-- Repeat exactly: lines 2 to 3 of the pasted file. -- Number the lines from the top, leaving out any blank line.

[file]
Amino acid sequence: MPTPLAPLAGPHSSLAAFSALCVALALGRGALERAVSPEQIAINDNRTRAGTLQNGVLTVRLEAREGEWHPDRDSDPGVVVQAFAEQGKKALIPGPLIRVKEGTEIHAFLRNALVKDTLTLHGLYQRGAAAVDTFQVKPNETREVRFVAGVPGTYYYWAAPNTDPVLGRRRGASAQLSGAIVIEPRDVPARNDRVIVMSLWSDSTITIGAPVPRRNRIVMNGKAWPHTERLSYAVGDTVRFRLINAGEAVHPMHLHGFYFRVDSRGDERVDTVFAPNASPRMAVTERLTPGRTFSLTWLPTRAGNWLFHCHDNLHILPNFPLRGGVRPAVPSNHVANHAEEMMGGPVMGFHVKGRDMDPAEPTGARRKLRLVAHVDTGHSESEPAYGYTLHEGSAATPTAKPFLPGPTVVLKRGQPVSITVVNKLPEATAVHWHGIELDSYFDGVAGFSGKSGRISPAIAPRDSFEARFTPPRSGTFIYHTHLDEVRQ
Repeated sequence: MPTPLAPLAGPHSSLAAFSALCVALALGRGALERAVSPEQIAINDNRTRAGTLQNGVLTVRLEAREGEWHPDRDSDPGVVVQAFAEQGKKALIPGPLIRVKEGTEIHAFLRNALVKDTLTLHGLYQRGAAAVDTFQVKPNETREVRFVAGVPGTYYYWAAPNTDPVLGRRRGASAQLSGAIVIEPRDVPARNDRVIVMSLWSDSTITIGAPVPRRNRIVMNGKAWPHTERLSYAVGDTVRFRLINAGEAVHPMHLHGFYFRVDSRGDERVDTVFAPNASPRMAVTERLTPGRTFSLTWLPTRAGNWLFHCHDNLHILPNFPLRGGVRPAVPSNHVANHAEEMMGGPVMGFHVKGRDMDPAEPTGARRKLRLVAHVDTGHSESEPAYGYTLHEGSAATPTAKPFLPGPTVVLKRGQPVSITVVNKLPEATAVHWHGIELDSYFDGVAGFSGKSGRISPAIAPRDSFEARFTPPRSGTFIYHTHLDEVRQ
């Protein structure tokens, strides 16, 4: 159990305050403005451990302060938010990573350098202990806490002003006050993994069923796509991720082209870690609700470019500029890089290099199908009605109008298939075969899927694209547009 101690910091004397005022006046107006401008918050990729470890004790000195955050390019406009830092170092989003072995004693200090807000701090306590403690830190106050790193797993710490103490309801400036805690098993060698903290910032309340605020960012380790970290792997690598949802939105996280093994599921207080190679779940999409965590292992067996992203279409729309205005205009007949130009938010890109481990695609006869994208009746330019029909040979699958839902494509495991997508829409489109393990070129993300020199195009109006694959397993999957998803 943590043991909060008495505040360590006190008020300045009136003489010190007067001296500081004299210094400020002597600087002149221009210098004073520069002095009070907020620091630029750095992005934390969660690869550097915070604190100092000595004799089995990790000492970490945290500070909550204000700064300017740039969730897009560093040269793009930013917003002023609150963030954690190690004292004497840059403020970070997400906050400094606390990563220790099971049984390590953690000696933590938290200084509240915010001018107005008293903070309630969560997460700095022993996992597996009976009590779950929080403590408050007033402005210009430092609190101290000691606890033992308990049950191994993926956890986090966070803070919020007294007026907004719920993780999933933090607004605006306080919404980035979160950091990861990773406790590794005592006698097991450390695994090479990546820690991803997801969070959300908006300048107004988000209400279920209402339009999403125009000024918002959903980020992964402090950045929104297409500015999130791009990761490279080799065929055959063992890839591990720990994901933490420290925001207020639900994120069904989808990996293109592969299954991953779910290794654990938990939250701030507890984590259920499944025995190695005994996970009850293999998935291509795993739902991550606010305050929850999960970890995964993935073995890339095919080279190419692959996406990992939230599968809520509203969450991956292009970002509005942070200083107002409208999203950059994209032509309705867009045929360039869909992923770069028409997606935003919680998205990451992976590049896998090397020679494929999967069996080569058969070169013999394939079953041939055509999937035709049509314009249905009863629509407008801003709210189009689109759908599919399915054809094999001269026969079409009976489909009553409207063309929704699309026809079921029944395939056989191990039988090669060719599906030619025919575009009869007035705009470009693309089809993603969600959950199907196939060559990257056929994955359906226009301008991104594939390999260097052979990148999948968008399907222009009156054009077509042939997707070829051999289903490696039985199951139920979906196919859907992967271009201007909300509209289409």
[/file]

Repeated sequence: MPTPLAPLAGPHSSLAAFSALCVALALGRGALERAVSPEQIAINDNRTRAGTLQNGVLTVRLEAREGEWHPDRDSDPGVVVQAFAEQGKKALIPGPLIRVKEGTEIHAFLRNALVKDTLTLHGLYQRGAAAVDTFQVKPNETREVRFVAGVPGTYYYWAAPNTDPVLGRRRGASAQLSGAIVIEPRDVPARNDRVIVMSLWSDSTITIGAPVPRRNRIVMNGKAWPHTERLSYAVGDTVRFRLINAGEAVHPMHLHGFYFRVDSRGDERVDTVFAPNASPRMAVTERLTPGRTFSLTWLPTRAGNWLFHCHDNLHILPNFPLRGGVRPAVPSNHVANHAEEMMGGPVMGFHVKGRDMDPAEPTGARRKLRLVAHVDTGHSESEPAYGYTLHEGSAATPTAKPFLPGPTVVLKRGQPVSITVVNKLPEATAVHWHGIELDSYFDGVAGFSGKSGRISPAIAPRDSFEARFTPPRSGTFIYHTHLDEVRQ
């Protein structure tokens, strides 16, 4: 159990305050403005451990302060938010990573350098202990806490002003006050993994069923796509991720082209870690609700470019500029890089290099199908009605109008298939075969899927694209547009 101690910091004397005022006046107006401008918050990729470890004790000195955050390019406009830092170092989003072995004693200090807000701090306590403690830190106050790193797993710490103490309801400036805690098993060698903290910032309340605020960012380790970290792997690598949802939105996280093994599921207080190679779940999409965590292992067996992203279409729309205005205009007949130009938010890109481990695609006869994208009746330019029909040979699958839902494509495991997508829409489109393990070129993300020199195009109006694959397993999957998803 943590043991909060008495505040360590006190008020300045009136003489010190007067001296500081004299210094400020002597600087002149221009210098004073520069002095009070907020620091630029750095992005934390969660690869550097915070604190100092000595004799089995990790000492970490945290500070909550204000700064300017740039969730897009560093040269793009930013917003002023609150963030954690190690004292004497840059403020970070997400906050400094606390990563220790099971049984390590953690000696933590938290200084509240915010001018107005008293903070309630969560997460700095022993996992597996009976009590779950929080403590408050007033402005210009430092609190101290000691606890033992308990049950191994993926956890986090966070803070919020007294007026907004719920993780999933933090607004605006306080919404980035979160950091990861990773406790590794005592006698097991450390695994090479990546820690991803997801969070959300908006300048107004988000209400279920209402339009999403125009000024918002959903980020992964402090950045929104297409500015999130791009990761490279080799065929055959063992890839591990720990994901933490420290925001207020639900994120069904989808990996293109592969299954991953779910290794654990938990939250701030507890984590259920499944025995190695005994996970009850293999998935291509795993739902991550606010305050929850999960970890995964993935073995890339095919080279190419692959996406990992939230599968809520509203969450991956292009970002509005942070200083107002409208999203950059994209032509309705867009045929360039869909992923770069028409997606935003919680998205990451992976590049896998090397020679494929999967069996080569058969070169013999394939079953041939055509999937035709049509314009249905009863629509407008801003709210189009689109759908599919399915054809094999001269026969079409009976489909009553409207063309929704699309026809079921029944395939056989191990039988090669060719599906030619025919575009009869007035705009470009693309089809993603969600959950199907196939060559990257056929994955359906226009301008991104594939390999260097052979990148999948968008399907222009009156054009077509042939997707070829051999289903490696039985199951139920979906196919859907992967271009201007909300509209289409």